Iowa’s Prof. Hovenkamp Comments on Dismissal of Ideological Bias Suit

The University of Iowa College of Law’s Professor Herbert Hovenkamp, offers the following statement on the dismissal of Teresa Wagner’s lawsuit against the school alleging ideological bias in hiring.

While the Wagner viewpoint discrimination trial involving the University of Iowa College of Law has generated considerable attention, the only principals who have spoken to the press are associated with the plaintiff. Since the court has now entered its judgment for the College on all counts I feel free to say a few things. I was on the faculty appointments committee that was responsible for hiring in our Legal Analysis, Writing and Research (“LAWR”) program the year in question.

Teresa Wagner is a quiet and pleasant person whom I came to know during the hiring process. To this day I have never seen her speak of her political beliefs or even ask questions or make comments at faculty seminars, which she occasionally attends. This was not a case where we debated about whether to hire someone with a particular ideology. The subject never came up, and I learned of her views for the first time when her complaint was announced.

The federal jury trial in this case was conducted by Senior District Judge Robert W. Pratt, an excellent federal district judge. The opinion dismissing the complaint, which was issued March 8, recites very few facts; however, the trial was videotaped in full and can be viewed or downloaded here.

The trial and public record show the following:

A. During the year in dispute we hired one “permanent” entry level LAWR faculty member and one “adjunct.” The stated job criteria were strong academic credentials, a preference for teaching experience, and a “job talk” presentation to the faculty. The “adjunct” position, which did not require a job talk, was a one year evaluation position which could lead to the more durable position. The plaintiff had not written any law review articles or books, although she had edited two collections of essays authored by others. Scholarship was not a stated qualification for the position.

B. Five candidates were in the Committee’s recommended pool for two positions. Three (including the plaintiff) had J.D.s from Iowa, one from Texas, and one from Harvard. Four of the candidates had excellent academic records ranging from 3d in the class to just under the 90th percentile of their respective classes. The plaintiff had a lower GPA, which placed her roughly in the 62-65th percentile of her class. One of the five initial candidates dropped out after a poor job talk. All remaining candidates had some teaching experience, and all but the plaintiff had student teaching evaluations which became part of their application dossier. While the plaintiff had taught a legal writing class some two years as an adjunct at George Mason Law School, she was unable to produce any of her teaching evaluations. After her job talk we contacted GMU Law School directly in an effort to obtain her teaching evaluations, but GMU was unable to produce them either.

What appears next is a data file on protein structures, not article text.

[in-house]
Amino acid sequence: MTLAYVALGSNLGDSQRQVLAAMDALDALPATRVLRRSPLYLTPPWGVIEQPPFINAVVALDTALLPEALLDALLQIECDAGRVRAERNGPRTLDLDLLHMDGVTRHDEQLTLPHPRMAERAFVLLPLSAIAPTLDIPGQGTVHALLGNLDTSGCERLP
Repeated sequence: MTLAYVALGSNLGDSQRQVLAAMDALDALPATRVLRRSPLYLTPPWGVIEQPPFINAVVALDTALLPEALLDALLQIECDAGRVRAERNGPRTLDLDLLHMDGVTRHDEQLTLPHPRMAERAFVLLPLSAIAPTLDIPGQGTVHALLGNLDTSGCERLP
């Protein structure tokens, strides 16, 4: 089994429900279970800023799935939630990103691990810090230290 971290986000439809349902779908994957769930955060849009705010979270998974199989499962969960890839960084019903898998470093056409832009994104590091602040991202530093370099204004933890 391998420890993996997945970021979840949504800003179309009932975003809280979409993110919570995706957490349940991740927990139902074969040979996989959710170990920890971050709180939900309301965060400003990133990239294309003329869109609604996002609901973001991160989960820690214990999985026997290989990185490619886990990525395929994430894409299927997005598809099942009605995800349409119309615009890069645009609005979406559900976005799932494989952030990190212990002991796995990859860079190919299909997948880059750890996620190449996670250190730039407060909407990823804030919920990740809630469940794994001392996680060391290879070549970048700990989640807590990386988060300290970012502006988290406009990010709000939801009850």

C. The one hiring criterion that was hotly disputed was the quality of the job talk. The plaintiff herself testified that it was good, while numerous faculty members testified that it was a failure, often in strong terms and well illustrated. If you want to see the details of that testimony look at the video. My own assessment, shared by most others, was that she was articulate on the need to improve students’ writing skills. Even after questioning, however, she seemed unwilling or unable to discuss legal analysis, which the faculty deemed to be an essential part of the position.

In every vote taken, the plaintiff went up against candidates with better academic records, fuller teaching records, and better job talks. Any report to the effect that she was rejected in favor of a “less well qualified” candidate simply has no basis.

The overwhelming majority of my colleagues believe in diversity in faculty hiring, and I believe most would include ideological diversity of both right and left. Some would regard diversity more as a “tie breaker” for choosing among people with roughly equivalent records, while others would reach further. I am confident that no one on our faculty would discriminate against a candidate because of his or her views. Our hiring goal, just as that of all other law schools I know, is to hire the most skilled, able teachers for our students.

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